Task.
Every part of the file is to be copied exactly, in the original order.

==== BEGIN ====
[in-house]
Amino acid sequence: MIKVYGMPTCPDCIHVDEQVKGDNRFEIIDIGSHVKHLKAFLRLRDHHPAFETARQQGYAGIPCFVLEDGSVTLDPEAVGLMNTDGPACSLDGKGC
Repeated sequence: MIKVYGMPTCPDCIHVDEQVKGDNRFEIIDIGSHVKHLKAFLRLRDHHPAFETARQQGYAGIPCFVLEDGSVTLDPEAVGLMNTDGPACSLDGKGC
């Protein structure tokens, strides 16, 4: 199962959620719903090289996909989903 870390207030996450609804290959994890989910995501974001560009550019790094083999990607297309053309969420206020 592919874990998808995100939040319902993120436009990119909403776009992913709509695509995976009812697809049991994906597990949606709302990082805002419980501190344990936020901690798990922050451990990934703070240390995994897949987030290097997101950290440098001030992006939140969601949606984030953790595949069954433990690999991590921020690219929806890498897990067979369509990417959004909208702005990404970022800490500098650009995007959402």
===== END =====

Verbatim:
[in-house]
Amino acid sequence: MIKVYGMPTCPDCIHVDEQVKGDNRFEIIDIGSHVKHLKAFLRLRDHHPAFETARQQGYAGIPCFVLEDGSVTLDPEAVGLMNTDGPACSLDGKGC
Repeated sequence: MIKVYGMPTCPDCIHVDEQVKGDNRFEIIDIGSHVKHLKAFLRLRDHHPAFETARQQGYAGIPCFVLEDGSVTLDPEAVGLMNTDGPACSLDGKGC
């Protein structure tokens, strides 16, 4: 199962959620719903090289996909989903 870390207030996450609804290959994890989910995501974001560009550019790094083999990607297309053309969420206020 592919874990998808995100939040319902993120436009990119909403776009992913709509695509995976009812697809049991994906597990949606709302990082805002419980501190344990936020901690798990922050451990990934703070240390995994897949987030290097997101950290440098001030992006939140969601949606984030953790595949069954433990690999991590921020690219929806890498897990067979369509990417959004909208702005990404970022800490500098650009995007959402």